$curl "http://localhost:3000/notes/search?tag=shopping&tag=work" [{"id":1,"note":"pick up some bread after work","tag":"shopping","createdAt":"2020-02-27T17:11:27.518Z","updatedAt":"2020-02-27T17:11:27.518Z"},{"id":2,"note":"remember to write up meeting notes","tag":"work","createdAt":"2020-02-27T17:11:27.518Z","updatedAt":"2020-02-27T17:11:27.518Z"},{"id":3,"note":"learn how to use node orm","tag":"work","createdAt":"2020-02-27T17:11:27.518Z","updatedAt":"2020-02-27T17:11:27.518Z"}]  When passing the same query param multiple times like this, it will show up as an array in the req.query object. So in the above example, req.query.tag is ['shopping', 'work']. Read Entities LIMIT The last thing we'll cover in this section is LIMIT. Let's say that we wanted to modify the pervious query to only return two results max. We'll do this by adding the limit parameter and assigning it a positive integer: const Op = Sequelize.Op; app.get('/notes/search', function(req, res) { Note.findAll({ limit: 2, where: { tag: { [Op.or]: [].concat(req.query.tag) } } }).then(notes => res.json(notes)); });  You can see a full list of query functions at the Sequelize docs. Inserting Entities Inserting entities is a lot more straightforward as there's really no two ways to perform this operation. Let's add a new endpoint for adding notes: const bodyParser = require('body-parser'); app.use(bodyParser.json()); app.post('/notes', function(req, res) { Note.create({ note: req.body.note, tag: req.body.tag }).then(function(note) { res.json(note); }); });  The body-parser module is required for the endpoint to accept and parse JSON parameters. You don't need to explicitly install the body-parser package because it's already included with Express. Inside the route we're using the .create() method to insert a note into the database, based on the passed parameters. We can test it out with another curl request: $ curl -d '{"note":"go the gym","tag":"health"}' -H "Content-Type: application/json" -X POST http://localhost:3000/notes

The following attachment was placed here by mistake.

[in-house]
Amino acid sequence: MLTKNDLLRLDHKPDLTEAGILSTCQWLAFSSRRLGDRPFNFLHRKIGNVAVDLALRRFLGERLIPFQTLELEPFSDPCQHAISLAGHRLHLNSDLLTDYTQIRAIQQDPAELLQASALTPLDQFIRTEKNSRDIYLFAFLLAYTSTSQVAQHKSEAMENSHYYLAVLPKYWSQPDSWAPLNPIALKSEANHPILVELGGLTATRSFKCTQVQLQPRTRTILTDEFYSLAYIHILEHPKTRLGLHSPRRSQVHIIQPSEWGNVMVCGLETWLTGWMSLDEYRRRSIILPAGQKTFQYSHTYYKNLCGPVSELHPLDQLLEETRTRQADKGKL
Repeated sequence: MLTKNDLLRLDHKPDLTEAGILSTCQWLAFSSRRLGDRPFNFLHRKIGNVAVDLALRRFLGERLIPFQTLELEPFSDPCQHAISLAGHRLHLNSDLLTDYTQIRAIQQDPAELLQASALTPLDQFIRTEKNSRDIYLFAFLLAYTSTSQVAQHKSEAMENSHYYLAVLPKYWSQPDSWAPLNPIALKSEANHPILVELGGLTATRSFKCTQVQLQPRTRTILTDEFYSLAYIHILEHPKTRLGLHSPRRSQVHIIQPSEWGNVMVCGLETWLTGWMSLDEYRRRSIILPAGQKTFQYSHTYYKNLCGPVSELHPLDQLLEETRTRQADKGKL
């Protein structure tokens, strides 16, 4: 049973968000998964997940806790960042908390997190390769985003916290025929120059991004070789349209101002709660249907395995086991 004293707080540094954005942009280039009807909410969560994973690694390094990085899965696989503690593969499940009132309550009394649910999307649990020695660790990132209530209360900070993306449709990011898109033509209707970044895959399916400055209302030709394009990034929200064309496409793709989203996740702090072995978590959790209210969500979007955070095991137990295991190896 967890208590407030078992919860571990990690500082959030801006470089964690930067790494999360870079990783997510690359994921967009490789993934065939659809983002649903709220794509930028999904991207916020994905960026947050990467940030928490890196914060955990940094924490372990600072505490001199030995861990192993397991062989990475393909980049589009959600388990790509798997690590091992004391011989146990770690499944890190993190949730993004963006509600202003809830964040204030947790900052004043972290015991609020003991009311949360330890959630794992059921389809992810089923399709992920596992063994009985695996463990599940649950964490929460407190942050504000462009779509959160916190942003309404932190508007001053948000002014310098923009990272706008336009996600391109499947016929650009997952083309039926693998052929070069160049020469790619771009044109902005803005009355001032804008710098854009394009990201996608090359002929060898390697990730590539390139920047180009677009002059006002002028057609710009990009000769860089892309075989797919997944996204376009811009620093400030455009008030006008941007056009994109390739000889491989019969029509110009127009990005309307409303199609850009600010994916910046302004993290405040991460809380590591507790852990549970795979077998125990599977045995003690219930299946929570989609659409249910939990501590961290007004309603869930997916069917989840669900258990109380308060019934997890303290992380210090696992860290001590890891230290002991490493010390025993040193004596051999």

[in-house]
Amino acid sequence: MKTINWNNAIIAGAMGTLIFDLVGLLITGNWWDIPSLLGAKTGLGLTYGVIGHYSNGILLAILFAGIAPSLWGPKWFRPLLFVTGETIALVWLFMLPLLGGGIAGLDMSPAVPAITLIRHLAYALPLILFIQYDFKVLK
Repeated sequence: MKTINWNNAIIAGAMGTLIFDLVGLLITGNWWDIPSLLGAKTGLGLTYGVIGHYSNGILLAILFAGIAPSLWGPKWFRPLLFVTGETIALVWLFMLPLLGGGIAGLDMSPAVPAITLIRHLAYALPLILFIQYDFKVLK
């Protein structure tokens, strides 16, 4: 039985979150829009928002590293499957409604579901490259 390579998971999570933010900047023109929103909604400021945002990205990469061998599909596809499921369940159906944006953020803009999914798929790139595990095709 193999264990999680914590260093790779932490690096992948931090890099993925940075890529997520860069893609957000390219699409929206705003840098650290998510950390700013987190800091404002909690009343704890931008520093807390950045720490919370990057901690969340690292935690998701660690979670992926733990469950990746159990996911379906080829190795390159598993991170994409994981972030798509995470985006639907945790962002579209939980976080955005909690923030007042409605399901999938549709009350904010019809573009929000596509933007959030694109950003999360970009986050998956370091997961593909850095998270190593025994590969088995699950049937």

{"id":4,"note":"go the gym","tag":"health","updatedAt":"2020-02-27T17:13:42.281Z","createdAt":"2020-02-27T17:13:42.281Z"}


Running this request will result in the creation of a note in our database and returns the new database object to us.

Updating Entities

Sometimes, we'd wish to update already existing entities. To do this, we'll rely on the .update() method on the result of the .findByPk() method:

app.put('/notes/:id', function(req, res) {
Note.findByPk(req.params.id).then(function(note) {
note.update({
note: req.body.note,
tag: req.body.tag
}).then((note) => {
res.json(note);
});
});
});


The .findByPk() method is also an inherited method in our model class. It searches for an entity with the given primary key. Essentially, it's easier to return single entities by their ID using this method than writing a SELECT WHERE query.

Given the returned entity, we run the .update() method to actually put the new values in place. Let's verify this via curl:

\$ curl -X PUT -H "Content-Type: application/json" -d '{"note":"pick up some milk after work","tag":"shopping"}' http://localhost:3000/notes/1
{"id":1,"note":"pick up some milk after work","tag":"shopping","createdAt":"2020-02-27T17:14:55.621Z","updatedAt":"2020-02-27T17:14:58.230Z"}


Firing this request updates the first note with new content and returns the updated object:

Deleting Entities

And finally, when we'd like to delete records from our database, we use the .destroy() method on the result of the .findByPk() method:

app.delete('/notes/:id', function(req, res) {
Note.findByPk(req.params.id).then(function(note) {
note.destroy();
}).then((note) => {
res.sendStatus(200);
});
});


The route for .delete() looks similar to .update(). We use .findByPk() to find a specific note by ID. Then, the .destroy() method removes the note from the database.

Finally, a 200 OK response is returned to the client.

Conclusion

Object Relational Mapping (ORM) is a technique that maps software objects to database tables. Sequelize is a popular and stable ORM tool used alongside Node.js. In this article, we've discussed what ORMs are, how they work and what are some advantages of using them over writing raw queries.

With that knowledge, we proceeded to write a simple Node.js/Express app that uses Sequelize to persist a Note model to the database. Using the inherited methods, we've then performed CRUD operations on the database.

Feel free to check out the code on GitHub if you had any problems following along in this tutorial.